“Pre and Post Construction Characterization of Earthen Dams in Central Texas Using Various Geophysical Methods”

Douglas E. Laymon, P.G. Collier Consulting, Inc., Round Rock, Texas
Finn B. Michelsen, P.G. Collier Consulting, Inc., Houston Texas


Earthen Dams located in central Texas are key structures in the control of flooding in both rural and metropolitan areas. Texas has over 7,000 nonfederal dams which is more than any other state in the country. In more complex geologic environments the use of geophysical methods can help in pre-construction geotechnical assessment and design of these dams. Additonally due to the growth in urban areas many aging dams require reevaluation and upgrades to manage increased runoff due to urbanization.

Geophysics can play a key role in assessing current conditions of these existing dams, assessing geologic structure, depth to bedrock, and potential areas of seepage. Along with site geotechnical borings the geophysical information can prove invaluable to the engineers making assessments and recommendations for these structures helping to reduce risk of potential dam failures. This presentation focuses on the characterization of earthen dams using geophysical methods.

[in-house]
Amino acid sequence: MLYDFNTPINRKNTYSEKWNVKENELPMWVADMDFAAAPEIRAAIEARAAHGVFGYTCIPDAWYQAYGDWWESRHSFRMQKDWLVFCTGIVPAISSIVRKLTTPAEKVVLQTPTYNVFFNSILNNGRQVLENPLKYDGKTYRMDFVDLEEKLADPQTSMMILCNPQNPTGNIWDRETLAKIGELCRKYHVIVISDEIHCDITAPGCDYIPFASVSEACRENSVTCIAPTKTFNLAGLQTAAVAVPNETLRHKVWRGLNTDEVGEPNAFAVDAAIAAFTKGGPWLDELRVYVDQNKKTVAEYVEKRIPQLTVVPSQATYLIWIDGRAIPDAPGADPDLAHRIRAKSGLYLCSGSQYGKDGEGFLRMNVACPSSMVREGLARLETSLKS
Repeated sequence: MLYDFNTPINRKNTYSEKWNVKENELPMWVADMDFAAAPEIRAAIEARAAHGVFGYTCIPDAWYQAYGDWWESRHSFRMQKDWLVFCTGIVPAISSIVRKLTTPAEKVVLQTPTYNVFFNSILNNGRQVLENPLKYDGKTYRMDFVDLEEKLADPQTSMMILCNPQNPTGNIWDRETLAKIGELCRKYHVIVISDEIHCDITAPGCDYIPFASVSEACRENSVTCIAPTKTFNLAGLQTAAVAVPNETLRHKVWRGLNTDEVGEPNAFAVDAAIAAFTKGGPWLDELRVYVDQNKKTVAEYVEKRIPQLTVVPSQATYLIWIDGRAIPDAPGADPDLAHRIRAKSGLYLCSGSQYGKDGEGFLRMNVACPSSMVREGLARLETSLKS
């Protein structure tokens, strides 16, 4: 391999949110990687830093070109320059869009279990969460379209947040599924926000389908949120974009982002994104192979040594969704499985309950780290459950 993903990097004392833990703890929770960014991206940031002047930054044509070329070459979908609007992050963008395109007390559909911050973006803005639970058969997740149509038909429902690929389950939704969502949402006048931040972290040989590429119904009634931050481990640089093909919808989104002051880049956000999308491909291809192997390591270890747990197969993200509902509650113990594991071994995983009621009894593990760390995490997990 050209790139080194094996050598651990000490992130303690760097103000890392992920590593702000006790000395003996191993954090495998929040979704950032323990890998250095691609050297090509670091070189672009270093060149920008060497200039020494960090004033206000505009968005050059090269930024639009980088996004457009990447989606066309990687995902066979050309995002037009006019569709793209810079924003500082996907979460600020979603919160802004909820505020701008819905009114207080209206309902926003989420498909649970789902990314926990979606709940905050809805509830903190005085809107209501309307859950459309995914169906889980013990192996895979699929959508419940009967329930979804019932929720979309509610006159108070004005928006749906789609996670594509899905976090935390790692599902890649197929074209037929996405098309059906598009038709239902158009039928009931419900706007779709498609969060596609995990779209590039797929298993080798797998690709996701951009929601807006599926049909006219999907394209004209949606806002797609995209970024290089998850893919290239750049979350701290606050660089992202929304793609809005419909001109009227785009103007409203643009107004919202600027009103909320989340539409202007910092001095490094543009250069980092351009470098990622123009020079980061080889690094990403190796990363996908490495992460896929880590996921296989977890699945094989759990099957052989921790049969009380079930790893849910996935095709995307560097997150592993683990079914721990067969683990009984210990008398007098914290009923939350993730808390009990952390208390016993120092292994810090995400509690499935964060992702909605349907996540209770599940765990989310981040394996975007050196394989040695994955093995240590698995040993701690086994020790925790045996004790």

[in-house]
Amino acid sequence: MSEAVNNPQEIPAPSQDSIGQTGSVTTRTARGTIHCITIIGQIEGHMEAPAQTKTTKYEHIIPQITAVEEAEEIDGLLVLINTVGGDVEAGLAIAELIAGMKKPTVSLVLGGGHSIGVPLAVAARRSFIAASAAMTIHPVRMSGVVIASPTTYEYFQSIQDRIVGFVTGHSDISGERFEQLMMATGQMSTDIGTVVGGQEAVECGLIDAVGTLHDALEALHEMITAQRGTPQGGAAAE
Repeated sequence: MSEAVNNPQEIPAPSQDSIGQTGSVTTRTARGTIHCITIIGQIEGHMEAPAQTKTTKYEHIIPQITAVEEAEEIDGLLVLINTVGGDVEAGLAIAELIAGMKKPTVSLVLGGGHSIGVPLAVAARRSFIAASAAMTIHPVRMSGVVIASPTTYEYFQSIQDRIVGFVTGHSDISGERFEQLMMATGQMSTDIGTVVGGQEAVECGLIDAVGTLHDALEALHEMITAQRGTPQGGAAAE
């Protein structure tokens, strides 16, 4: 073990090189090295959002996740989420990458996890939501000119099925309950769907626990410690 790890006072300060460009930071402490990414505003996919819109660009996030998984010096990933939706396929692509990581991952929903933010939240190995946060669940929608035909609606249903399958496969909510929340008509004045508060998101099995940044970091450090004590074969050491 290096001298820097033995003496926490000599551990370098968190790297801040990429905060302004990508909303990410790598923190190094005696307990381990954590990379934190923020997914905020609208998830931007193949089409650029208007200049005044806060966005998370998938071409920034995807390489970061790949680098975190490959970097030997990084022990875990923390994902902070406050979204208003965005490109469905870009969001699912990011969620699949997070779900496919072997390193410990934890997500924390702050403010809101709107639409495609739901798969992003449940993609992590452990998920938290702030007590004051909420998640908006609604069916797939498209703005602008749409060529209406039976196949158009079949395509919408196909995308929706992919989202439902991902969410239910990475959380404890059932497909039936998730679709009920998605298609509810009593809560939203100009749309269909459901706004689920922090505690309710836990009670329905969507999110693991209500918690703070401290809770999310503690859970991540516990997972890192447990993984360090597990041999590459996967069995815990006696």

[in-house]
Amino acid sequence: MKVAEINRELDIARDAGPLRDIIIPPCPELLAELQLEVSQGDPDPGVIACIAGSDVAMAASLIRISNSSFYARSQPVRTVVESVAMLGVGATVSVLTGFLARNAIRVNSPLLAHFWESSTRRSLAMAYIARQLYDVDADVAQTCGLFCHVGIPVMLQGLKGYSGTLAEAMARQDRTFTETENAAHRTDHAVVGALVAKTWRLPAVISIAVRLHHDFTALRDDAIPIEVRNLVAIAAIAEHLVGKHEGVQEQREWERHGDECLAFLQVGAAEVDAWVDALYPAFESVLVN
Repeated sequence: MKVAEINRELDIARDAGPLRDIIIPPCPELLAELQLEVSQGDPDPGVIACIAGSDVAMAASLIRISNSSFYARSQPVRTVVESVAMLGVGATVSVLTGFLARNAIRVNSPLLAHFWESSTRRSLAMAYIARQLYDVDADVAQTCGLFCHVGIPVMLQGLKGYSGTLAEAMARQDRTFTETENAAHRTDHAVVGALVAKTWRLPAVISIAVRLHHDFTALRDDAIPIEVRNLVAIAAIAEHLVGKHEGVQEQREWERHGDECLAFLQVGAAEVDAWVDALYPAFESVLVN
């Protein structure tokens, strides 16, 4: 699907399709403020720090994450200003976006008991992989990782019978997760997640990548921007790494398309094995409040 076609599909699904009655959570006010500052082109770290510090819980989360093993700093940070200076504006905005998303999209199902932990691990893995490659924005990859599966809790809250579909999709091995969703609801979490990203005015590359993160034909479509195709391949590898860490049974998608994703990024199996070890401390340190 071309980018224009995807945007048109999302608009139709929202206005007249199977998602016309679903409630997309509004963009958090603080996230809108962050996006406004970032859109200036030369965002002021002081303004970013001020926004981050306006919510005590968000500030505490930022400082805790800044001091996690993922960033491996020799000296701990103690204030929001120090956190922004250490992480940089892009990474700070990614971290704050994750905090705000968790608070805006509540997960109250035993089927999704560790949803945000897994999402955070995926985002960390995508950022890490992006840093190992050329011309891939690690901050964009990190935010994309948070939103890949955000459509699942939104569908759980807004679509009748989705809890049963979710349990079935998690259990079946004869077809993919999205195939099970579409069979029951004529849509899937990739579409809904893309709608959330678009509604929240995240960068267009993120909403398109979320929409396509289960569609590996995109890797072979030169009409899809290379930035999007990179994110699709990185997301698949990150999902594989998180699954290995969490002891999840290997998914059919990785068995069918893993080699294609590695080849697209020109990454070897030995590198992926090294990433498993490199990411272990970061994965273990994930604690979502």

Geophysical methods applied to earthen dam characterization typically include a combination of seismic and electrical methods. Typical Seismic methods utilized include P and S wave seismic refraction tomography (SRT) and multichannel analysis of surface waves (MASW). Typical electrical methods include electrical resistivity tomography (ERT), self-potential (SP), and electromagnetics (EM).

Three case studies are presented showing the application of seismic and electrical geophysical methods to the characterization of bedrock depth, potential karst features, fracture and fault zones, and seepage areas at earthen dam sites in Texas. These geophysical studies were designed with close coordination with the project engineers to meet specific data needs and to help fill in data gaps identified by the engineer. The geophysical data in these case studies provided geological information regarding subsurface conditions and structure not obtainable by geotechnical borings alone. Additionally, the geophysical data are correlated with existing geotechnical borings and also utilized to site additional borings for characterization supporting the engineering designs.